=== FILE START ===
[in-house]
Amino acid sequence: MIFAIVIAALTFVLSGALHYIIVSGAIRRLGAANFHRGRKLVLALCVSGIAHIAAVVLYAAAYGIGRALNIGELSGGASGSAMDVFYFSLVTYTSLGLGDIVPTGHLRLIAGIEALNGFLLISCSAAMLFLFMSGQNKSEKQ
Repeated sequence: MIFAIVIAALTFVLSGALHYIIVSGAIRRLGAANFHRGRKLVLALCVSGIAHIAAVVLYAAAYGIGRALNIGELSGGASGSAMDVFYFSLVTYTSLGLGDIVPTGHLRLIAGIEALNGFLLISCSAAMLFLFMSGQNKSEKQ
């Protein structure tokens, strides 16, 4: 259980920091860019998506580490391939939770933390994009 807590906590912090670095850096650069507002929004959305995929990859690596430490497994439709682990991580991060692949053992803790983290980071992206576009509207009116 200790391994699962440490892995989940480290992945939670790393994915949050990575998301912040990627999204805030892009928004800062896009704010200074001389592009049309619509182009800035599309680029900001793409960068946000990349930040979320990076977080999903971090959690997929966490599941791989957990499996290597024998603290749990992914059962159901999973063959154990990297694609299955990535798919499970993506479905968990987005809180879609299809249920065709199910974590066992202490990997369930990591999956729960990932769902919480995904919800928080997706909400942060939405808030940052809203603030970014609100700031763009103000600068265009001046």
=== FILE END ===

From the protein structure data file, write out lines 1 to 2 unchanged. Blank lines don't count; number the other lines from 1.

[in-house]
Amino acid sequence: MIFAIVIAALTFVLSGALHYIIVSGAIRRLGAANFHRGRKLVLALCVSGIAHIAAVVLYAAAYGIGRALNIGELSGGASGSAMDVFYFSLVTYTSLGLGDIVPTGHLRLIAGIEALNGFLLISCSAAMLFLFMSGQNKSEKQ